Another community in a nation so saturated with easily-obtainable firearms -- with such high-capacity clips and magazines that they easily qualify as weapons of mass destruction -- that our notions of "safe communities" are rendered impossible.


A telephone hotline number, and the location of a family reunification center are in the L.A. Times ongoing coverage. Their field reports continuously update their original story that first appeared at midnight, only 40 minutes after the tragedy.

Find it at:


TONIGHT the Fred Kavli Theatre at the Thousand Oaks Performing Arts Center will host a 6 pm "Vigil," a community gathering in support of victims, survivors, and their families and loved ones. Elected officials will be in attendance.


Meanwhile, flags, nationwide, are being flown at half-mast.

And victims need blood. Urgently.

Other donations to families of victims can be made through the Ventura County Community Foundation, at:


The Guide waves its copyright on this edition, provided it is shared intact, with no part omitted. We do this to allow and encourage you to share it, in hopes of spreading the word about the need for blood donors, and the list of what to do if a shooter appears.


MORE - - -


This is an added section to our original feature coverage published this morning.

We've had time to absorb more research.


This same morning that America is receiving continuous news coverage of last night's mass shooting, a cable/satellite premium channel proceeded with its scheduled airing of the 2016 documentary, "Making a Killing: Guns and Greed."

The film documents the numbers that prove the number of school-age American children killed by gun violence here in the US exceeds the TOTAL OF U.S. MILITARY CASUALTIES killed in our overseas wars in Vietnam, the Gulf War, Iraq, and Afghanistan, combined.

It also turns out that "Bowling for Columbine" was already scheduled to run this afternoon.

It is a chilling coincidence that both films will air the day after the latest massacre, and were scheduled days or weeks in advance. But the society is so awash in guns that these films are horrifically relevant anytime.


The Small Arms Survey ( is an independent research project located at the Graduate Institute of International and Development Studies in Geneva, Switzerland.

The Survey estimates that of the one billion firearms in global circulation as of 2017, 857 million (85 per cent) are in civilian hands, 133 million (13 per cent) are in military arsenals, and 23 million (2 per cent) are owned by law enforcement agencies.

The Survey reports "the new studies suggest that the global stockpile has increased over the past decade, largely due to civilian holdings, which grew from 650 million in 2006 to 857 million in 2017."

Let's clarify what they track and report as "small arms."

It includes "light weapons" — rifles (including assault rifles), shotguns, sidearms, sub-machine guns, machine guns and heavy machine guns.

It's not just that the majority of global firearms -- roughly 85 per cent of the known total -- belong to civilian owners. Civilian ownership is the fastest-growing category, as consumers continue to buy more guns, while military and law enforcement holdings remain more stable, and some of their weapons gradually shift into civilian hands.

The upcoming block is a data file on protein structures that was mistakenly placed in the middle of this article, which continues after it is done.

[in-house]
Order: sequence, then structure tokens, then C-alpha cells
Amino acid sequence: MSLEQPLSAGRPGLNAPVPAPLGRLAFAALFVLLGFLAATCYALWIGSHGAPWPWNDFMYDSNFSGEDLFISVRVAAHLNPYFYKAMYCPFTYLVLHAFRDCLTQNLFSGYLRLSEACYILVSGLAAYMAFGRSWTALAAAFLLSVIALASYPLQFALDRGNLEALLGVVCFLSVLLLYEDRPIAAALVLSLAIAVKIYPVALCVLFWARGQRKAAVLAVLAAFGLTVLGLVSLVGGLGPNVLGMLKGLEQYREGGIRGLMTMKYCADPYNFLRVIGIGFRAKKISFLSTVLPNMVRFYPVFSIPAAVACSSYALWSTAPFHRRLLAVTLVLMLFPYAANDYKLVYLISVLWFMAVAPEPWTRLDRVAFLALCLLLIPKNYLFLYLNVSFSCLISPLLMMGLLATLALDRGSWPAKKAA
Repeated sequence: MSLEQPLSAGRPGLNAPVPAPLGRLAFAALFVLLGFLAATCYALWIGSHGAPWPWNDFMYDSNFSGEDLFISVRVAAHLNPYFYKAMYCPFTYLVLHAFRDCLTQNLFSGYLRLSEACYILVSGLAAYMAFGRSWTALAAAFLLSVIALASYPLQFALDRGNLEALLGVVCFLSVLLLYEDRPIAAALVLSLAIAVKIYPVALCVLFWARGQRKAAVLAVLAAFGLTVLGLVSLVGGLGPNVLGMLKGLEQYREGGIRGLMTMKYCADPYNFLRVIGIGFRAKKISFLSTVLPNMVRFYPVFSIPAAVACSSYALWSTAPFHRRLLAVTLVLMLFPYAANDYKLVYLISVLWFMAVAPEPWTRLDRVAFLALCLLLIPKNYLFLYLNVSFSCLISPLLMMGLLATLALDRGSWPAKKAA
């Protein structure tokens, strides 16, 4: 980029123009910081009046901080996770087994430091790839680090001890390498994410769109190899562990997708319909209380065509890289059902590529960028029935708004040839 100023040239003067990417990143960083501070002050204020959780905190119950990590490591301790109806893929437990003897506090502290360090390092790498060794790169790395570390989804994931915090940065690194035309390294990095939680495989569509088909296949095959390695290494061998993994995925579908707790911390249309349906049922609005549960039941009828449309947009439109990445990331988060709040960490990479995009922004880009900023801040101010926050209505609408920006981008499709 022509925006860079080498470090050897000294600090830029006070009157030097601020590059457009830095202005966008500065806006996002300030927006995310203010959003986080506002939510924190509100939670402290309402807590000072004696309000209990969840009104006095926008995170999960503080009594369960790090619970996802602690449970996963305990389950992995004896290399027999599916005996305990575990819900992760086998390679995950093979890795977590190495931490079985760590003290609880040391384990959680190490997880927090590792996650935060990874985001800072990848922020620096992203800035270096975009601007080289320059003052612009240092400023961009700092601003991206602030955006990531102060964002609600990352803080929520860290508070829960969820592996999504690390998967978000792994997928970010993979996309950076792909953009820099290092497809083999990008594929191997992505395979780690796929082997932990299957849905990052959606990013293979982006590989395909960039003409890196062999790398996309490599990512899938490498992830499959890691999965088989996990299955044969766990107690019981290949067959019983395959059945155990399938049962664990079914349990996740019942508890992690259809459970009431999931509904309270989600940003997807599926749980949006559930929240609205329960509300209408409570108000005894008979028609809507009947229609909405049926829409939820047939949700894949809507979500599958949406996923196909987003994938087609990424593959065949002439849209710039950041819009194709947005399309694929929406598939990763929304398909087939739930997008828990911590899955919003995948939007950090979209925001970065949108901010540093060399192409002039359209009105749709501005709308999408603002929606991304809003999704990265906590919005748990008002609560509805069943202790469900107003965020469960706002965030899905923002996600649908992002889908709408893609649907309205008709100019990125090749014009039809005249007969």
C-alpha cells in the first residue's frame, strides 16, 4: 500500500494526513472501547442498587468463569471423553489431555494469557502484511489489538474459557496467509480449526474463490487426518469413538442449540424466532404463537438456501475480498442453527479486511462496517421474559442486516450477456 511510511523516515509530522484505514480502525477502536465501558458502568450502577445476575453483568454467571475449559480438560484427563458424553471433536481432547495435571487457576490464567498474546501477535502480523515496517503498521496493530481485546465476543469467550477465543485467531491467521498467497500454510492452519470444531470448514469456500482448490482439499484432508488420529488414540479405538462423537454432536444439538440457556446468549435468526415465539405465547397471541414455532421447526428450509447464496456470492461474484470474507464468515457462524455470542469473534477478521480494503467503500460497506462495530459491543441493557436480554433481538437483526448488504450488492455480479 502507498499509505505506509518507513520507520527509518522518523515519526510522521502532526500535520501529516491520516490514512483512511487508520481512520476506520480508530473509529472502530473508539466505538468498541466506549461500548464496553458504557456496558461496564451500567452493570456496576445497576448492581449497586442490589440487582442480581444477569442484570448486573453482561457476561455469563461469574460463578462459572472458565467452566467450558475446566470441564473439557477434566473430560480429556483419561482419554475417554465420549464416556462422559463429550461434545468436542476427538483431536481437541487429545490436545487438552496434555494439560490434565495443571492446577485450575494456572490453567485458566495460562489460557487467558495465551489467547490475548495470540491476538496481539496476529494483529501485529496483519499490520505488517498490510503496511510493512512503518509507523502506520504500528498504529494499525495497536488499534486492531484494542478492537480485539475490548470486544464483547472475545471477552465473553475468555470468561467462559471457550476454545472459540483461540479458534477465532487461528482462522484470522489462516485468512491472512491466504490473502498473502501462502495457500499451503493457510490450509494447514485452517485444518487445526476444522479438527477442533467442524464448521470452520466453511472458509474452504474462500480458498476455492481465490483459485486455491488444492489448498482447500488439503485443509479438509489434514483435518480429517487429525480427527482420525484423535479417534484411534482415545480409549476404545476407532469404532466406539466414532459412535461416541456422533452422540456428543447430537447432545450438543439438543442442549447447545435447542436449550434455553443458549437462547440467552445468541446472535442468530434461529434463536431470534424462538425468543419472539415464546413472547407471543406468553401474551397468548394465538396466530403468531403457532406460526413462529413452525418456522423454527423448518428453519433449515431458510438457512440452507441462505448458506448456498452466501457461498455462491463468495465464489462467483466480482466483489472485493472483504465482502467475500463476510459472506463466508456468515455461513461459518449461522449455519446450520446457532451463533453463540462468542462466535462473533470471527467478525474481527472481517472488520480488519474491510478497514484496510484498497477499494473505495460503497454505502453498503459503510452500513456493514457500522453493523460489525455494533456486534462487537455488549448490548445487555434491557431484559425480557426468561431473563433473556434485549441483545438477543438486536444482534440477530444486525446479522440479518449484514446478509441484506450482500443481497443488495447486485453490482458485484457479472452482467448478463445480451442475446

What the Survey organization's research reveals about


-- guns of all the types listed above, from handguns to assault rifles to machine guns, both in raw numbers and a comparison of civilian numbers worldwide -- is even more stunning than you can imagine.

• There are more civilian-held firearms in the U.S. than any other nation.

• The US and war-torn, famine-ridden, Yemen have more civilian-held firearms per 100 people in the population than any other places on Earth.

• The estimate of number of firearms in U.S. civilian possession is 393,47,000.

• The estimate of civilian firearms in the U.S., per 100 persons is 120.48.

• Yet the number of registered firearms in the U.S., possessed by civilians, is "only" 1,073,743.

• That's because the number of unregistered firearms in the U.S., possessed by civilians, is 392,273,257.

• Every man, woman, child and infant in the U.S. could own just one of the guns that's already in civilian hands in this country, and there would still be 37 million guns left over.

These are not inflated numbers. The Small Arms Survey publishes many academic research papers, sponsors film projects, hosts seminars, and does press releases on new research -- the latter as recently as June 18, 2018.

_ _ _

Two-thirds of our members of Congress will say they are for stricter gun control legislation. Yet none is forthcoming.

Will Rogers got laughs in the early 1930s when he observed "We have the best Congress money can buy." Today, one of the buyers is the Gun Lobby.

And until we throw them out, and cut-off the paths used by politicians to take campaign funding from the Gun Lobby, we should not expect that to change.

And it follows that we should expect evermore gun violence and mass slaughters by disturbed persons who have no business having access to guns.

Or we can listen to the impassioned cries of the victims. We can look at the flags at half-mast. And we can stand with the kids from Parkland.


Again, the Guide waives our copyright, provided this LATE ADDITION is shared in full.